Fallout: The Financial Crisis

Will economic stabilization act work?

Bob Moon Nov 25, 2008
Fallout: The Financial Crisis

Will economic stabilization act work?

Bob Moon Nov 25, 2008


Kai Ryssdal:
Alright, so, in the best case scenario, the Fed buys up outstanding mortgages.
That pumps more money into the market for new home loans.
The banks start lending.
That pushes interest rates lower.
More people start borrowing and buying.
And pretty soon we’re all, recession?
What recession?
Well we asked our senior business correspondent Bob Moon to track down the answer to another question. Is this gonna work?

Bob Moon:
There is reason to hope this is more than wishful thinking. Standard and Poors chief economist David Wyss says although the credit markets are still in turmoil, the Fed has achieved limited success with similar actions. Such as, buying up corporate IOUs to get business credit circulating again.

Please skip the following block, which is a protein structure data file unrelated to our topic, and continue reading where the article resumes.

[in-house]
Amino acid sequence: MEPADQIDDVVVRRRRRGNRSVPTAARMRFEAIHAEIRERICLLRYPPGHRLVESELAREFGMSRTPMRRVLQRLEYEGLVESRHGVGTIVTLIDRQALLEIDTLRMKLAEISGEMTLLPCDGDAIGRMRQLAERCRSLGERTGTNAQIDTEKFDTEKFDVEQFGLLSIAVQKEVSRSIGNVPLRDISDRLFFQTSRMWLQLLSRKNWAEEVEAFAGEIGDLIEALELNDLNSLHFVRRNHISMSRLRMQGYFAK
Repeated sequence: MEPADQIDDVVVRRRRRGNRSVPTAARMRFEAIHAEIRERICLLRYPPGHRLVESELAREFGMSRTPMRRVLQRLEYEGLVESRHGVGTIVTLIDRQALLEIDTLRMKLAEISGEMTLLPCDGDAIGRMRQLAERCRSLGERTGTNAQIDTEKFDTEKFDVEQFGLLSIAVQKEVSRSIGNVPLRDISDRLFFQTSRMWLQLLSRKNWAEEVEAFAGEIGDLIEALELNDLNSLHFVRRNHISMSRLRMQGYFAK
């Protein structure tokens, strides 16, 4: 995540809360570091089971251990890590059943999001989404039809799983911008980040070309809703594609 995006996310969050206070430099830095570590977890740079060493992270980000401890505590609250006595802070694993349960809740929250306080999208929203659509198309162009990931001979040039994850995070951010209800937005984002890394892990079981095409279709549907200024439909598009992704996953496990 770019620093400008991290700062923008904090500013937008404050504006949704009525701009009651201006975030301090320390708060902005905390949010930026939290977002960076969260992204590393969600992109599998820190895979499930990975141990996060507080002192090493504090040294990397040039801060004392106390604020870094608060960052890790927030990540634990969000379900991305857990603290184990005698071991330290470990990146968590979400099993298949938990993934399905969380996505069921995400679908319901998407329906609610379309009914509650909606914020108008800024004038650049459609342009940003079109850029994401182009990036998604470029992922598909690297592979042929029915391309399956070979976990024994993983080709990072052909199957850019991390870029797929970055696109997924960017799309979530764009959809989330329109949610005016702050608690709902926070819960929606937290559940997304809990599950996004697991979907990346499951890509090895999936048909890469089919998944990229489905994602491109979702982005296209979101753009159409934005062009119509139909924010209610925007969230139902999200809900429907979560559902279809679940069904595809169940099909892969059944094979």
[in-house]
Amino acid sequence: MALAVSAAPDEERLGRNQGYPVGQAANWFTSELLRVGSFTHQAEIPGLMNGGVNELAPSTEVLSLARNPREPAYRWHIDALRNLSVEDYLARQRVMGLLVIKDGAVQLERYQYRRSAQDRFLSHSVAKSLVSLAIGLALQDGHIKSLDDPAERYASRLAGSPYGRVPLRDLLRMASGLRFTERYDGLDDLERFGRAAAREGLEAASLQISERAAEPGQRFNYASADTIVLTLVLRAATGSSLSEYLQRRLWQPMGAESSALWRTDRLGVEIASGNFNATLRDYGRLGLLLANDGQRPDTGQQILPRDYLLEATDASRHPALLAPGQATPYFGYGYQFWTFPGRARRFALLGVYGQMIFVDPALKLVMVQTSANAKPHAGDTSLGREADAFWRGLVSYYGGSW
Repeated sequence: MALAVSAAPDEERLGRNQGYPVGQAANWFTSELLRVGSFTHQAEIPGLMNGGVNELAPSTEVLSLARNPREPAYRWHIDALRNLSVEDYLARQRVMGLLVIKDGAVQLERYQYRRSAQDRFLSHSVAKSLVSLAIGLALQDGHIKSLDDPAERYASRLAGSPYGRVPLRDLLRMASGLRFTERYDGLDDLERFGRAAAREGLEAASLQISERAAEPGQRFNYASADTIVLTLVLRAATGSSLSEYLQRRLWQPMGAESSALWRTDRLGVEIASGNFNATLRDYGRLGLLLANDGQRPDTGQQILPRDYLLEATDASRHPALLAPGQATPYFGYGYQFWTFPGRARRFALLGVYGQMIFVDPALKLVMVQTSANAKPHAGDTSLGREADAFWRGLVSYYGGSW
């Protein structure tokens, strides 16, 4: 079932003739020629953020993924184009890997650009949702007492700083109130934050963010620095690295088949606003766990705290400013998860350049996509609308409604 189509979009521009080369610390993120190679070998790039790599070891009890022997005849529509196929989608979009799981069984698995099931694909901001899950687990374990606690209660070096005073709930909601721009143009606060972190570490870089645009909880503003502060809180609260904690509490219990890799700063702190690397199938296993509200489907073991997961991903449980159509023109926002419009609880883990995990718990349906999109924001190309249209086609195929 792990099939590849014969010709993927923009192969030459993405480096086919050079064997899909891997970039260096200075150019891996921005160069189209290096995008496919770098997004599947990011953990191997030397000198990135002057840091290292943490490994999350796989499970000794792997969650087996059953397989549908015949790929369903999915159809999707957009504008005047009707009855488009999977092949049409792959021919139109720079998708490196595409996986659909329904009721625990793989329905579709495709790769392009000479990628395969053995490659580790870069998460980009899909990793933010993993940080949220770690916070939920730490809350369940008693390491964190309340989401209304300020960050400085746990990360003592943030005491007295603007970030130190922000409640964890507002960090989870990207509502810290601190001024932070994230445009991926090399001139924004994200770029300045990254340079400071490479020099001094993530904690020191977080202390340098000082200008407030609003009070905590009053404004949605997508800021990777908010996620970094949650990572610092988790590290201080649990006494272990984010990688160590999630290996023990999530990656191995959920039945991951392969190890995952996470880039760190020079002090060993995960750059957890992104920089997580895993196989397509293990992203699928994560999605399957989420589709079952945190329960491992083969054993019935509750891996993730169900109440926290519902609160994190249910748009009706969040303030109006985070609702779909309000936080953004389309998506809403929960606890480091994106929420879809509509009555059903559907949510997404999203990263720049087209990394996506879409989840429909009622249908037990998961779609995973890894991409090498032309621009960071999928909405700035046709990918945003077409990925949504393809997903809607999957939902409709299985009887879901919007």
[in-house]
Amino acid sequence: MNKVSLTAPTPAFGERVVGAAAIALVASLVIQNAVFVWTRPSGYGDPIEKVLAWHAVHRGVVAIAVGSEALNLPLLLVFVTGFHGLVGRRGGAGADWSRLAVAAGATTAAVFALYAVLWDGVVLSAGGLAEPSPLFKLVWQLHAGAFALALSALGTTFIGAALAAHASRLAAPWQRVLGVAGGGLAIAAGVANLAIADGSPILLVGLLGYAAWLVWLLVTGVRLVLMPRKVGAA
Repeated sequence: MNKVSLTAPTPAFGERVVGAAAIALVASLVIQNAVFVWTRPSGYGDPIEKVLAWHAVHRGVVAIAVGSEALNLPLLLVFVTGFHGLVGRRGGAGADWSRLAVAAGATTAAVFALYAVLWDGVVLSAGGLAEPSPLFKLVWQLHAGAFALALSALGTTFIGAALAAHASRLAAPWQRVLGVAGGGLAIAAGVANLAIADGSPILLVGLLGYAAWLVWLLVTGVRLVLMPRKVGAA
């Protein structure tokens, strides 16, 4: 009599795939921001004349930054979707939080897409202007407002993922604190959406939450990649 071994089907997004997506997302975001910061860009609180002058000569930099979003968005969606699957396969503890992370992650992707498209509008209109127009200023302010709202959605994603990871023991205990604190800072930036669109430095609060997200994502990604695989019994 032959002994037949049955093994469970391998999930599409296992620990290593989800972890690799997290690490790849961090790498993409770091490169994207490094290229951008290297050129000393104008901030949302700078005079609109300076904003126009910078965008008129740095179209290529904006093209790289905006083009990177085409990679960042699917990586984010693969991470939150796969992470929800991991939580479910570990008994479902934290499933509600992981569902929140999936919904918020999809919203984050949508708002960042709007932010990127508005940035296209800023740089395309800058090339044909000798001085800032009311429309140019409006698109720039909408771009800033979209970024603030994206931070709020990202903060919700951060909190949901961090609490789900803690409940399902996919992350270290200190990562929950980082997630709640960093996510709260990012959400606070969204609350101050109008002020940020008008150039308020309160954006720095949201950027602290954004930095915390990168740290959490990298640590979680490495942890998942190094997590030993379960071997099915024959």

David Wyss: Some of the programs have been effective. The Fed’s direct purchases of commercial paper, for example, seem to have freed up the commercial paper market. They’re hoping that this will do the same thing for the mortgage market.

But will this latest shot in the arm spur any more bank lending than all the others before it?

Gary Shilling: I don’t know. I can’t tell you.

Gary Shilling heads an investment advisory firm.

Shilling: They’d be delighted if lending were to pick up, but I think in reality they are simply trying mightily to stabilize the situation and prevent widespread financial collapse.

S&P’s David Wyss says this is uncharted territory, so nobody can be sure this will be effective. But he says policymakers can’t sit idly by.

Wyss: This looks like it should work. Let’s try it. If it doesn’t work, well, we try something else.

Still, investment adviser Axel Merk worries there are limits to how much the Fed can spend.

Axel Merk: Right now the Federal Reserve is pretty much the counterparty to all economic activity in the country, it seems. And that, by itself, cannot be sustainable.

Merk says the government needs to steady the credit markets, but should avoid propping up the economy. It might be painful, he argues, but only when housing prices and other markets hit bottom, can a true recovery begin.

In Los Angeles, I’m Bob Moon for Marketplace.

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